Located on the southeast corner of South Goodman and Linden Streets and dedicated to the memory of all veterans, the park is the smallest Rochester city park. The gardens are populated by perennial donations, city provided annuals, and stone pathways donated by the VFW post 307. In 2012, the south leg of Linden Street was closed next to the park, doubling the size of the garden space.
(FOR ALL PICTURES, SEE WALT BANKES’ FULL MONTAGE Walter Bankes Memorial Day 2019 album. Walt and his wife Nan Schaller live next to the park. Nan and Karen Atkinson are the primary volunteers maintaining the gardens. Facebook.com/honorparkrochester )
To find more of the history of the ceremony and park, I searched the Democrat and Chronicle archives, finding a few relevant articles. In the fall of 1918, the park was created but not named. As many members of the surrounding community were serving in the military as World War I raged, the park was named Honor Roll Park (later shortened to Honor Park). In October, an American flag was raised. Two days before the November 11th armistice, the park was officially christened.
A 14 by 19 inch box made of galvanized iron and painted maroon with red, white and blue stripes around a heavy glass front was mounted on a four and one half foot steel pole set in concrete. On the box was written the names of 60 local men currently serving. As seen in the caption, six streets in the vicinity were represented on the Roll. While we don’t know for sure, the honoring ceremony appears to have uninterruptedly continued since. In the early decades, the ceremony was on Veteran’s Day but at some point switched to Memorial Day or the Sunday before.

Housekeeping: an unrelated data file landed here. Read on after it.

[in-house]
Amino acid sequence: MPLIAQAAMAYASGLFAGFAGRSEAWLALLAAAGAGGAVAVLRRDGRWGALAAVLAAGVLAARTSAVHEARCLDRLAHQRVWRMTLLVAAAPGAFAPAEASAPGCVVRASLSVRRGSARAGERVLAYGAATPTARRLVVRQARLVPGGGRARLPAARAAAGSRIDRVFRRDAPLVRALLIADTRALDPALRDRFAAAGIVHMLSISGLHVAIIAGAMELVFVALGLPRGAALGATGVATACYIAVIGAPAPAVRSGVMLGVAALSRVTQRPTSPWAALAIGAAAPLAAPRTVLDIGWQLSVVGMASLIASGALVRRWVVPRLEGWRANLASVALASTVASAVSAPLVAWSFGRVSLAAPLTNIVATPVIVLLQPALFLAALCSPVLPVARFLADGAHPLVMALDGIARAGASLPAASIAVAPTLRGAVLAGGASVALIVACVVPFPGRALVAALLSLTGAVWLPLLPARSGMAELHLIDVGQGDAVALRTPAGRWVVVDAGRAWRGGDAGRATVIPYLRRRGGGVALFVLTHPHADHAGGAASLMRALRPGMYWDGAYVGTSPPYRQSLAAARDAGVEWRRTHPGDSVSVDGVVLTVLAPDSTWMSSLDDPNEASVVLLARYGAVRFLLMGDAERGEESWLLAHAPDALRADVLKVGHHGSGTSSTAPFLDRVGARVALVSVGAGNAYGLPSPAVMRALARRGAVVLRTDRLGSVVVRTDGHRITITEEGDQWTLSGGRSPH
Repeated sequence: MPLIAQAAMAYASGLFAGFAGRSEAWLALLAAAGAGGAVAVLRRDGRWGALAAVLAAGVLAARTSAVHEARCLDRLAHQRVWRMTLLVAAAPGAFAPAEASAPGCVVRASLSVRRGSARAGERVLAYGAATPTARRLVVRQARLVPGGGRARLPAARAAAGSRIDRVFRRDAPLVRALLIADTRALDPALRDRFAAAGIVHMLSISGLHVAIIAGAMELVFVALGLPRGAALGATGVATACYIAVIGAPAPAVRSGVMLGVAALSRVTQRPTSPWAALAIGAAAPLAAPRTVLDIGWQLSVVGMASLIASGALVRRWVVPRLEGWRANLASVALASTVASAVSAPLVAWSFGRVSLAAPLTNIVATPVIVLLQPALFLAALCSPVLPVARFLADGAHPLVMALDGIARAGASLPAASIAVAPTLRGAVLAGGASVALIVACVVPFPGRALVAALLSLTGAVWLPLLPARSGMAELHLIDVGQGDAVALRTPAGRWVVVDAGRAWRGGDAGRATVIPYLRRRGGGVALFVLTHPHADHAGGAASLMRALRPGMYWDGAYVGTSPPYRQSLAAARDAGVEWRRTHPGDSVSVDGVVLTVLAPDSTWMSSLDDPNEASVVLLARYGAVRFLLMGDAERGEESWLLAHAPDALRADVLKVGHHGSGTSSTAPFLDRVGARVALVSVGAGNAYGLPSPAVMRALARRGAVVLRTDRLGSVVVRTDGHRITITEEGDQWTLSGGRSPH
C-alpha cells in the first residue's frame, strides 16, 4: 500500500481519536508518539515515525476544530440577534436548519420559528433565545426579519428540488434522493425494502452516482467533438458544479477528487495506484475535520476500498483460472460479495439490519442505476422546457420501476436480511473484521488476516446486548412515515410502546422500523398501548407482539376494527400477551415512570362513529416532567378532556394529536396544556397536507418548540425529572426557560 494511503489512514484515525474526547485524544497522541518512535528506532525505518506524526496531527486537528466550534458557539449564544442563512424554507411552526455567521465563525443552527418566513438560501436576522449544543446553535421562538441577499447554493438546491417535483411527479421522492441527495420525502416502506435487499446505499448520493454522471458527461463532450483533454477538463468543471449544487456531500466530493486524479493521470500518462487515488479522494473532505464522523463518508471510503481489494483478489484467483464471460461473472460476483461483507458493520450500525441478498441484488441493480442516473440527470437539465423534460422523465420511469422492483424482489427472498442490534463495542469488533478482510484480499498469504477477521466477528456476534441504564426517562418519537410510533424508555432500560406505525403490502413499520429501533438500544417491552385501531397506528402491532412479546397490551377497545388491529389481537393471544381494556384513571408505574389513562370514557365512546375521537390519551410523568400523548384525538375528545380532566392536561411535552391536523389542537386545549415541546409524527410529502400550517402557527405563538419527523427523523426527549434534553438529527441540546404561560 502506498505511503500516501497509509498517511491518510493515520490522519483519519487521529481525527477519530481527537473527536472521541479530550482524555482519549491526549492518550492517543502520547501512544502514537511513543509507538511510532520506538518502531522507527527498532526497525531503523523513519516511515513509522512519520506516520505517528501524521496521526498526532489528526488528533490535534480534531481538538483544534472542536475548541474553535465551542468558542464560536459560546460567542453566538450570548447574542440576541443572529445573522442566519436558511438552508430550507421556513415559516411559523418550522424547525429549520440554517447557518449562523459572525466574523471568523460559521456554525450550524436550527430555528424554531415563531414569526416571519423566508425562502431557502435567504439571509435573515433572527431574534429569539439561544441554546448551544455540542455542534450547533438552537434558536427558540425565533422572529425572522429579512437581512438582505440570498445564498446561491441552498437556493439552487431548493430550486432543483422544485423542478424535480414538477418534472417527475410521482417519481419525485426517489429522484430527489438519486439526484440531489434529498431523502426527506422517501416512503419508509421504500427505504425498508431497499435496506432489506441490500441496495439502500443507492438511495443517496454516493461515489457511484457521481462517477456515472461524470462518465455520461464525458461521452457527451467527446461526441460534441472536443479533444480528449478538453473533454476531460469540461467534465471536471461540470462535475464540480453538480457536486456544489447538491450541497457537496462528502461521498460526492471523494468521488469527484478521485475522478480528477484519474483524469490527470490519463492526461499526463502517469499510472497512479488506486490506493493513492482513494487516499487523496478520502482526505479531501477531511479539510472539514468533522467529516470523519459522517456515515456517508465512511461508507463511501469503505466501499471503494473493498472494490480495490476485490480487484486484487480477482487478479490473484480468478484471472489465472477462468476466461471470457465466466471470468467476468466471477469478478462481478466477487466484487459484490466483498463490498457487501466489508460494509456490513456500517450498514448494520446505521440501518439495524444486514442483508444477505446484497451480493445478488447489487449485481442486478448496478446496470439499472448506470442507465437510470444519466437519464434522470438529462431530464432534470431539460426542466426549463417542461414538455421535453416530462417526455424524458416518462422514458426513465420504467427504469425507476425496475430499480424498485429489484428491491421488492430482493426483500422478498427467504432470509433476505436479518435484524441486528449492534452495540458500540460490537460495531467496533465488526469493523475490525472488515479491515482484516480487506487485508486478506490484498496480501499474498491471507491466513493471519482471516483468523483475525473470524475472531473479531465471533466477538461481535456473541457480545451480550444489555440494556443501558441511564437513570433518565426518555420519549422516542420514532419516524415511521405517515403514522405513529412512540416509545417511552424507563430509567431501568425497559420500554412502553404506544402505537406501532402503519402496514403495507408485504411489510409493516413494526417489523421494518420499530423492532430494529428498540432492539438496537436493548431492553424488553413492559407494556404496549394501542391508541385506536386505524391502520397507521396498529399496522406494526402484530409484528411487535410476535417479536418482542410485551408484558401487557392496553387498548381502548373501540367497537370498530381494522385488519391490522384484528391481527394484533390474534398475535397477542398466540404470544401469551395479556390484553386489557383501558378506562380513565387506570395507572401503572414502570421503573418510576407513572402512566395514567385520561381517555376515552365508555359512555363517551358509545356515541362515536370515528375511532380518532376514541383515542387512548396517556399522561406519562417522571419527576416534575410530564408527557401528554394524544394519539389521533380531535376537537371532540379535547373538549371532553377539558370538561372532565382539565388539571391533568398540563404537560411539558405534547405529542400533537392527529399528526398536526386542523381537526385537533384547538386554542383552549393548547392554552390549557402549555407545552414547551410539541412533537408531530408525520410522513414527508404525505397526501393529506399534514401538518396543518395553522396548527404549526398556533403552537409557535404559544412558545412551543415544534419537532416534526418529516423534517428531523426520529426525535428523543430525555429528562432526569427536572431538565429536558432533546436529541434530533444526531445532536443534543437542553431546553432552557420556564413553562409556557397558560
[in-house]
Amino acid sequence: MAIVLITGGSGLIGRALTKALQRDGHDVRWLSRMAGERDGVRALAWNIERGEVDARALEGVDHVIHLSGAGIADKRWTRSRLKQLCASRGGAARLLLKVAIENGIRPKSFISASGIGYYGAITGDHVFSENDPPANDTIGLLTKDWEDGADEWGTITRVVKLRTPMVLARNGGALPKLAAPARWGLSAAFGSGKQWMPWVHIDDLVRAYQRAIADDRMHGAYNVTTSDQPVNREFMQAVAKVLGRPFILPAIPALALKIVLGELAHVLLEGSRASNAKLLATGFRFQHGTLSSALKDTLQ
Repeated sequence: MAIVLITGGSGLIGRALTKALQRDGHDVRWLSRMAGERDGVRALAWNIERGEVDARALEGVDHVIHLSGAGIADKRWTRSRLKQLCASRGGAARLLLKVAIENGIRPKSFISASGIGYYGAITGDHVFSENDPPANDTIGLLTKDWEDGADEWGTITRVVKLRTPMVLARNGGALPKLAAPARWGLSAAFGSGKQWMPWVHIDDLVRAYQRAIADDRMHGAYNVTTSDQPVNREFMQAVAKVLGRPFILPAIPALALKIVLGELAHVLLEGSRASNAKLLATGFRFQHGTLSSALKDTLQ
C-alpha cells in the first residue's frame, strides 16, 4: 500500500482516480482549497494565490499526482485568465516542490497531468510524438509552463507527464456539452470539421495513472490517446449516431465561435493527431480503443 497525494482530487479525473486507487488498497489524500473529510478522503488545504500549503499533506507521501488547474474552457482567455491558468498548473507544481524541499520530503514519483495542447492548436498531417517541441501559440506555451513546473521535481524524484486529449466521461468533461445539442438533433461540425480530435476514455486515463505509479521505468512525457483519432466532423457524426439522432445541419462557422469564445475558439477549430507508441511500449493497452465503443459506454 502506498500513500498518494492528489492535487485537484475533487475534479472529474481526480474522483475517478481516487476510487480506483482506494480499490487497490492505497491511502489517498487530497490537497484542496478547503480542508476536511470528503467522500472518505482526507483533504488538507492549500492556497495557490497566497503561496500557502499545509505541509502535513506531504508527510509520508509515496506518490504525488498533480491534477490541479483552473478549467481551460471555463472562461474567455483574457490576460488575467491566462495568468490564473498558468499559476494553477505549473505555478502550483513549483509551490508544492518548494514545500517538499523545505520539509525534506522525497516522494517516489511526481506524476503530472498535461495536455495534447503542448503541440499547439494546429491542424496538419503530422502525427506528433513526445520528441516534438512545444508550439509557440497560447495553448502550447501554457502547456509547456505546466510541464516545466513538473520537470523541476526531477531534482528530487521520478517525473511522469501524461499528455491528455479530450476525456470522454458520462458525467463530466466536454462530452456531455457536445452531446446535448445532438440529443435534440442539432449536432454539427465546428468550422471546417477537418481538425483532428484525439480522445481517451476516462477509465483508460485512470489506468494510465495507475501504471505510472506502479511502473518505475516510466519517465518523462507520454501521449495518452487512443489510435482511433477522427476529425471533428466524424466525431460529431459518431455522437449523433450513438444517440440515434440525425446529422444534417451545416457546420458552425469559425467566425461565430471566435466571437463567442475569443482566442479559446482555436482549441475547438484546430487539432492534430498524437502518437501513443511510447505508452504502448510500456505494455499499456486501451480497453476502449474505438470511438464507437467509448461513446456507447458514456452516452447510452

The next most significant ceremony was November 21, 1942, the first Veteran’s Day since the United States entered World War II (although the ceremony took place after Veteran’s Day). The Democrat and Chronicle article explicitly mentions that the ceremony was repeating the original dedication in 1918. Another flag was raised. At that time, the box was still in the park, but at some later date was removed.
As America was immersed in its second world war, the ceremony drew a large crowd of 300. A lively parade commenced with martial music from a drum and bugle corps led by “a red uniformed, strutting majorette.”
The 1969 event — as many Americans were serving in Indochina — also drew a large gathering.
307 Post member Raymond Schultheis says the granite monument was added to the park sometime in the 1970s, dedicated by Trott-Emerich VFW post 2884. Nan says that passerby’s occasionally leave a stone or shell on the monument as a form of recognition. About 15 years ago, Trott-Emerich disbanded and 307 took over the event.All plan to come back next year for the 102nd ceremony.